Amy Hasbrouck
This weekend I had cause to wonder whether the Québec health system will be able to prevent unnecessary deaths under Bill 52 that would allow euthanasia.  I accompanied my husband who spent 24 hours in the emergency department at our local hospital. Our experience raised a lot of questions, even if it was not especially negative, and probably fairly typical. I wondered how a health system that is overburdened, with staff who are overworked, in facilities that are overcrowded, can implement the necessary safeguards to protect people from abuse of euthanasia.  
On February 9 at 4:45 p.m. my husband, who has chronic pain in his back and knees, was suddenly seized with pain in his hip worse than a broken bone or a kidney stone.  He took his prescription painkillers for extreme back pain (no effect) and I called the ambulance.  Once at the hospital, he was put on a gurney in an alcove.  It was 5:30.
I asked a couple of employees about getting something for his pain.  I was told a nurse would come as soon as possible.  Water, was refused him by staff as a doctor needed to see him first.  At 6:10 my husband swallowed dry more of his painkillers. 
Shortly after that, a nurse gave him a shot of Dilaudid.  He had been in agony for ninety minutes, more than half of that at the hospital.  I thought, “could this health care system handle the kind of pain that would quality Québécois for euthanasia?”
At around 9:30 the Dilaudid started to wear off.  A préposée helped my husband undress for the X-ray and medical exam.  Her brusque, rapid movements hurt him and sent the pain level back up.  He was given more painkillers.
The doctor came at 10 to conduct a brief exam.  Then as the préposée wheeled my husband out for an X-ray, she chided him for his request that she take care not to bump the gurney.
After that, I sat with him until he began to relax.  I then went home to sleep, hoping he would receive his next dose of painkiller.
When I returned in the morning, my husband’s pain had reduced.  A different doctor told him the X-rays were normal.  After breakfast, a third doctor asked him to try sitting up, and listed the medications he had been prescribed during a 30-second visit.  My husband was able to sit, but not stand. We did not learn if, when, and how he would be sent home, or with what support.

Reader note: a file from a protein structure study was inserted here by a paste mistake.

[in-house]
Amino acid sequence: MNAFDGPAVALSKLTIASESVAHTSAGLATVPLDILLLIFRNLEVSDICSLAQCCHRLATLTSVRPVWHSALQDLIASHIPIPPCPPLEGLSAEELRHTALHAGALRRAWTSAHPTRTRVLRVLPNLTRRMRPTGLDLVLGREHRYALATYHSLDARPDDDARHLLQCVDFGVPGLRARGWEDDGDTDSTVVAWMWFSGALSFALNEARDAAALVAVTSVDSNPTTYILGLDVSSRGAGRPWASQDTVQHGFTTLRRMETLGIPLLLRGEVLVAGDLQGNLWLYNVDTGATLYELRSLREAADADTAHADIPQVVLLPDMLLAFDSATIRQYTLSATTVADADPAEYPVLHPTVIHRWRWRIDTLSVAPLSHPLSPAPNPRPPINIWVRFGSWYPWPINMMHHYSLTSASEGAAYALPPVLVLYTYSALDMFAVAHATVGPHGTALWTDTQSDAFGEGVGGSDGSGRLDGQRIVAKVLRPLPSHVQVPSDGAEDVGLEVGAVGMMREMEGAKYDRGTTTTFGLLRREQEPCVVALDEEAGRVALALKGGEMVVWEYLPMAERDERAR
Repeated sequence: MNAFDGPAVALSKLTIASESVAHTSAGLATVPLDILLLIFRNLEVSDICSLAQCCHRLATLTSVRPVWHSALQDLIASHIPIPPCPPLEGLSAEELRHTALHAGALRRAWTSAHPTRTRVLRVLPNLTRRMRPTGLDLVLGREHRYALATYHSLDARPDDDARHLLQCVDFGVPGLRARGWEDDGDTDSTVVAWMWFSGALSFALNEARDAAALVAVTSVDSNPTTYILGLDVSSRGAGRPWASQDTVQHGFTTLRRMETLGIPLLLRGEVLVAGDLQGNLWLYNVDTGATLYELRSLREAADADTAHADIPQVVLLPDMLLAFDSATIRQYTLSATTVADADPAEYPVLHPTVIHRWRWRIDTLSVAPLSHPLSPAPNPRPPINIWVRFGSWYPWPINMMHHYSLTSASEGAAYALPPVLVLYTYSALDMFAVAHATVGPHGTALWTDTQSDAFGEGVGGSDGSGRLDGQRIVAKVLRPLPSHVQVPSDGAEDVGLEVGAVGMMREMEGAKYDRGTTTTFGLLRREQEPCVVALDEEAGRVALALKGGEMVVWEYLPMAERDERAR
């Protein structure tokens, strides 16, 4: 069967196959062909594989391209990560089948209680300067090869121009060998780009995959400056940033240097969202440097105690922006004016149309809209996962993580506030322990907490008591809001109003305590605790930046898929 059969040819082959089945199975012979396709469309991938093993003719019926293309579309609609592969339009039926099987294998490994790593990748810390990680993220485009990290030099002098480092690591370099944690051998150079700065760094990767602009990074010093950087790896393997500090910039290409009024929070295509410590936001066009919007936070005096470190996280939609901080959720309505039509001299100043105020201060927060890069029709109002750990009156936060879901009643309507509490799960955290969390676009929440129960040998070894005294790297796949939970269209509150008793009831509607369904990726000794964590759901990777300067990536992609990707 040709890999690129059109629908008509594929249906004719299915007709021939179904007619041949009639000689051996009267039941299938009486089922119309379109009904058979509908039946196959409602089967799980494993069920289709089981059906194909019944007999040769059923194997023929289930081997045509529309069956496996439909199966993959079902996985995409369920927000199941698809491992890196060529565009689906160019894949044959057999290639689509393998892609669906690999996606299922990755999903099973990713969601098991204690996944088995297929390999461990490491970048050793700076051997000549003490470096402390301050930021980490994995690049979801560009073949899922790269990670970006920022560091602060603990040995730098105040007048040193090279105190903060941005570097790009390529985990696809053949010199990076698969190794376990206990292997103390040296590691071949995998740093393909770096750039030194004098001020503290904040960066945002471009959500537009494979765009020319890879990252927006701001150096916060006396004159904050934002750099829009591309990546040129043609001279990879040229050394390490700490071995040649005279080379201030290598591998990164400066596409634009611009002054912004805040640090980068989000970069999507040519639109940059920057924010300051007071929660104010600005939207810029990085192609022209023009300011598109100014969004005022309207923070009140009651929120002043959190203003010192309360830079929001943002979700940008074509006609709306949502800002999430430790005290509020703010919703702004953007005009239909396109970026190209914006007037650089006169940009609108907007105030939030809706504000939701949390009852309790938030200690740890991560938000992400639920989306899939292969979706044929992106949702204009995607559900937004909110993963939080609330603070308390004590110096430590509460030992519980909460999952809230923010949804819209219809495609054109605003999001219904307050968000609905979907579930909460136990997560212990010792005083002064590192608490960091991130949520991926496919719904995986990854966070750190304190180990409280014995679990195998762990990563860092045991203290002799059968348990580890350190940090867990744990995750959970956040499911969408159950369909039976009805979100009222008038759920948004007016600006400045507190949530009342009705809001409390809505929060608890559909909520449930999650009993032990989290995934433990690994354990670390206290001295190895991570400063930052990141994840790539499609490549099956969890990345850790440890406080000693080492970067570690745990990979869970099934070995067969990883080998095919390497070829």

At around 10:30 his gurney was moved to a hallway to free up the alcove for someone else.  He joined the more than 20 people in the hallways, overflowing the capacity of both  facilities and staff.
Many elderly people were on the non-trauma side of the emergency department, who seemed familiar to the staff.  Several appeared in physical or emotional distress, few had anyone to accompany them.
The staff were always in motion.  The vast majority were kind and helpful, everyone was overworked. The facility was as clean as it could be considering the volume of people passing through. 
Earlier this year, the Journal de Montréal and TVA Nouvelles reported on the overburdened emergency department at the Hôpital du Suroit in Valleyfield.  The emergency unit is designed to accommodate 22 people; there were at least twice that number this weekend.  This situation is so chronic that the corridors have numbers on the walls to indicate where people’s gurneys are parked.  A few have privacy curtains, most don’t.
Geneviève Boileau of the Suroit CSSS is quoted by TVA as saying that the overflow is largely due to the lack of long-term care options for elders, who occupy acute-care beds that would otherwise be available for people who come into the emergency department.  I wondered how the quality of life of those people might be improved by having services in their own homes.
After lunch my husband stood up again briefly and took a few hesitant steps, but couldn’t go as far as the washroom.  I asked the receptionist if someone could bring his medication, which he hadn’t had for four hours. A nurse deposited the pills on his table half an hour later, after I asked again. The receptionist did not know when a doctor would see my husband, and would not find out.
At 4:30 my husband was able to walk to the washroom aided by a walker we requested. At a little after 5, I asked again whether and how my husband would be able to go home.  I was told a nurse would have to make that decision, and would come to see him.  An hour later a nurse affirmed that my husband was free to go since he could walk to the washroom. The nurse said no referral for chiropractic or physiotherapy had been prescribed.
I wondered what happened to people who don’t have someone with them, to make sure they got their pain meds, water, a walker, etc.
I wonder how the factory-like environment of the hospital affects the morale of the staff and the self-esteem of patients.  Can we really be sure that the health and social service system is not making life intolerable for people, then killing them because they suffer?
Amy Hasbrouck is director of Toujours Vivant-Not Dead Yet, a project of the Council of Canadians with Disabilities whose goal is to unify, inform and give voice to the disability rights opposition to euthanasia and assisted suicide